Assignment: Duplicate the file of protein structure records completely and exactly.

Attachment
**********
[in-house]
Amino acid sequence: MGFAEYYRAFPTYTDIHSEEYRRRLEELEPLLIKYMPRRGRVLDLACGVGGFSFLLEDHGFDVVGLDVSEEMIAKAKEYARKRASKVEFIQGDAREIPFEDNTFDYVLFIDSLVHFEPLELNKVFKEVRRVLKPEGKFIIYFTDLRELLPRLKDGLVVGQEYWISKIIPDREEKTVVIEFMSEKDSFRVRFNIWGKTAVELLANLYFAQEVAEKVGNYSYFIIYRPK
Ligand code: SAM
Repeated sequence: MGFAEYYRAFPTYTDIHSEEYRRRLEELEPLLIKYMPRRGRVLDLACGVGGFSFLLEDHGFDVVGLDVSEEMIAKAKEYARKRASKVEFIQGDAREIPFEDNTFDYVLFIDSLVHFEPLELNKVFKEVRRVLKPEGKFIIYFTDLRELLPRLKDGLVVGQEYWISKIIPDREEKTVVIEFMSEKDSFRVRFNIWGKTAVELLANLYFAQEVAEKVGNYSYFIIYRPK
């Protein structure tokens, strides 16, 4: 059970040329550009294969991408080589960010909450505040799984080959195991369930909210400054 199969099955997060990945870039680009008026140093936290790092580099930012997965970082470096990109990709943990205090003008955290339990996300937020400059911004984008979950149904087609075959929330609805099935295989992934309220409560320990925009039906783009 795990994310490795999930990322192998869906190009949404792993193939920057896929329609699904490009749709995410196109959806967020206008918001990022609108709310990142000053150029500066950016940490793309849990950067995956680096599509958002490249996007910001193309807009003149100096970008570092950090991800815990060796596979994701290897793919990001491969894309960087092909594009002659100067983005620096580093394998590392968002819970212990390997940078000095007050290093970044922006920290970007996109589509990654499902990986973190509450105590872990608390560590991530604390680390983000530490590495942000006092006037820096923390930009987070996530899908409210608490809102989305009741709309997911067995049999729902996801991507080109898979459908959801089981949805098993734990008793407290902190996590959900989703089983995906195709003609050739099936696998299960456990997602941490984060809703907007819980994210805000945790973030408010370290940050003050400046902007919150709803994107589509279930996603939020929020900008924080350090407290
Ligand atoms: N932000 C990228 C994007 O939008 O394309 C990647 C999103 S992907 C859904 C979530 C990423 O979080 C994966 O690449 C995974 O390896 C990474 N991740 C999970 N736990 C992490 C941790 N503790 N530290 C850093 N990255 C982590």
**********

[in-house]
Amino acid sequence: MGFAEYYRAFPTYTDIHSEEYRRRLEELEPLLIKYMPRRGRVLDLACGVGGFSFLLEDHGFDVVGLDVSEEMIAKAKEYARKRASKVEFIQGDAREIPFEDNTFDYVLFIDSLVHFEPLELNKVFKEVRRVLKPEGKFIIYFTDLRELLPRLKDGLVVGQEYWISKIIPDREEKTVVIEFMSEKDSFRVRFNIWGKTAVELLANLYFAQEVAEKVGNYSYFIIYRPK
Ligand code: SAM
Repeated sequence: MGFAEYYRAFPTYTDIHSEEYRRRLEELEPLLIKYMPRRGRVLDLACGVGGFSFLLEDHGFDVVGLDVSEEMIAKAKEYARKRASKVEFIQGDAREIPFEDNTFDYVLFIDSLVHFEPLELNKVFKEVRRVLKPEGKFIIYFTDLRELLPRLKDGLVVGQEYWISKIIPDREEKTVVIEFMSEKDSFRVRFNIWGKTAVELLANLYFAQEVAEKVGNYSYFIIYRPK
């Protein structure tokens, strides 16, 4: 059970040329550009294969991408080589960010909450505040799984080959195991369930909210400054 199969099955997060990945870039680009008026140093936290790092580099930012997965970082470096990109990709943990205090003008955290339990996300937020400059911004984008979950149904087609075959929330609805099935295989992934309220409560320990925009039906783009 795990994310490795999930990322192998869906190009949404792993193939920057896929329609699904490009749709995410196109959806967020206008918001990022609108709310990142000053150029500066950016940490793309849990950067995956680096599509958002490249996007910001193309807009003149100096970008570092950090991800815990060796596979994701290897793919990001491969894309960087092909594009002659100067983005620096580093394998590392968002819970212990390997940078000095007050290093970044922006920290970007996109589509990654499902990986973190509450105590872990608390560590991530604390680390983000530490590495942000006092006037820096923390930009987070996530899908409210608490809102989305009741709309997911067995049999729902996801991507080109898979459908959801089981949805098993734990008793407290902190996590959900989703089983995906195709003609050739099936696998299960456990997602941490984060809703907007819980994210805000945790973030408010370290940050003050400046902007919150709803994107589509279930996603939020929020900008924080350090407290
Ligand atoms: N932000 C990228 C994007 O939008 O394309 C990647 C999103 S992907 C859904 C979530 C990423 O979080 C994966 O690449 C995974 O390896 C990474 N991740 C999970 N736990 C992490 C941790 N503790 N530290 C850093 N990255 C982590």